• Removing roadside obstacles.
  • Prohibition of more vulnerable road users and slower vehicles.
  • Placements of energy attenuation devices (e.g. guard rails, wide grassy areas, sand barrels).
  • Eliminating road toll booths

The ends of some guard in rails on high-speed highways in the United States are protected with impact attenuators, designed to gradually absorb the kinetic energy of a vehicle and slow it more gently before it can strike the end of the guard rail head on, which would be devastating at high speed. Several mechanisms are used to dissipate kinetic energy. Fitch Barriers, a system of sand-filled barrels, uses momentum transfer from the vehicle to the sand. Many other systems are tear or deform steel members to absorb energy and gradually stop the vehicle.

In some countries major roads have "tone bands" impressed or cut into the edges of the legal roadway, so that drowsing drivers are awakened by a loud hum as they release the steering and drift off the edge of the road. Tone bands are also referred to as "rumble strips", owing to the sound they create. An alternative method is the use of "Raised Rib" markings, which consists of a continuous line marking with ribs across the line at regular intervals. They were first specially authorised for use on motorways as an edge line marking to separate the edge of the hard shoulder from the main carriageway. The objective of the marking is to achieve improved visual delineation of the carriageway edge in wet conditions at night. It also provides an audible/vibratory warning to vehicle drivers, should they stray from the carriageway, and run onto the marking.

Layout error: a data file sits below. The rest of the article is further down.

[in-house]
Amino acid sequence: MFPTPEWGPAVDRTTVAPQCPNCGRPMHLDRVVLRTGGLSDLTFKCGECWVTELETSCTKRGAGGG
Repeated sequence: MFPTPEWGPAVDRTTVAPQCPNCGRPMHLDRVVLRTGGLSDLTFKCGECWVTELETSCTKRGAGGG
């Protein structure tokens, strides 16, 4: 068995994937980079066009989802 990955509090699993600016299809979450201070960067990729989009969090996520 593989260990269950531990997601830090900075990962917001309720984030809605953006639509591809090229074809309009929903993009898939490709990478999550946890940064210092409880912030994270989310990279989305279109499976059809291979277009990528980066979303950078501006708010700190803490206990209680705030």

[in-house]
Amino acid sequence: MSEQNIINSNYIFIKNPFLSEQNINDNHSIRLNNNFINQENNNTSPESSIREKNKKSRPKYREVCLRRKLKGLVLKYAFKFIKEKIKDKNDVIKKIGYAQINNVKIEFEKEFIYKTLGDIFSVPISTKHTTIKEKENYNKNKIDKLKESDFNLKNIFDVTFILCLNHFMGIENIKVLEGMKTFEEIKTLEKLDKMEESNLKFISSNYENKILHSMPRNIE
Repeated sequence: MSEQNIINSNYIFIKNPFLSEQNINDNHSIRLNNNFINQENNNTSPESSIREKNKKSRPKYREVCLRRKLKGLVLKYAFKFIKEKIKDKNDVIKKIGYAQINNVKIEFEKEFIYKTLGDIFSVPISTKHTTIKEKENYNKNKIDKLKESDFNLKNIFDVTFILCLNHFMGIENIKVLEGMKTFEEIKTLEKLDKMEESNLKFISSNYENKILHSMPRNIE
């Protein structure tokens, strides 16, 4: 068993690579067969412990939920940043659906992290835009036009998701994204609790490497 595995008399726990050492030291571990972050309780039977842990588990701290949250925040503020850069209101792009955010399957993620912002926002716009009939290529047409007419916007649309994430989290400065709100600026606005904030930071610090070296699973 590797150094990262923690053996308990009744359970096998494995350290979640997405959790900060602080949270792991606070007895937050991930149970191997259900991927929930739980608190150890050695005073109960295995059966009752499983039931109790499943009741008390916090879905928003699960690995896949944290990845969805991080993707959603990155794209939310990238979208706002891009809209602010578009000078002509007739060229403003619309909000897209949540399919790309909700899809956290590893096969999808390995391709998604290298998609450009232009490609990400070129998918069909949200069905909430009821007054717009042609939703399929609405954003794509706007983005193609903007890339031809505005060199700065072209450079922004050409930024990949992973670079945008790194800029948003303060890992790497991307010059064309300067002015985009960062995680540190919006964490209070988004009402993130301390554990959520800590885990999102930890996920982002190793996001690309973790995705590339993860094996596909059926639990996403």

Better motorways are banked on curves to reduce the need for tire-traction and increase stability for vehicles with high centers of gravity.

The US has developed a prototype automated roadway, to reduce driver fatigue and increase the carrying capacity of the roadway. Roadside units participating in future wireless vehicle safety communications networks have been studied.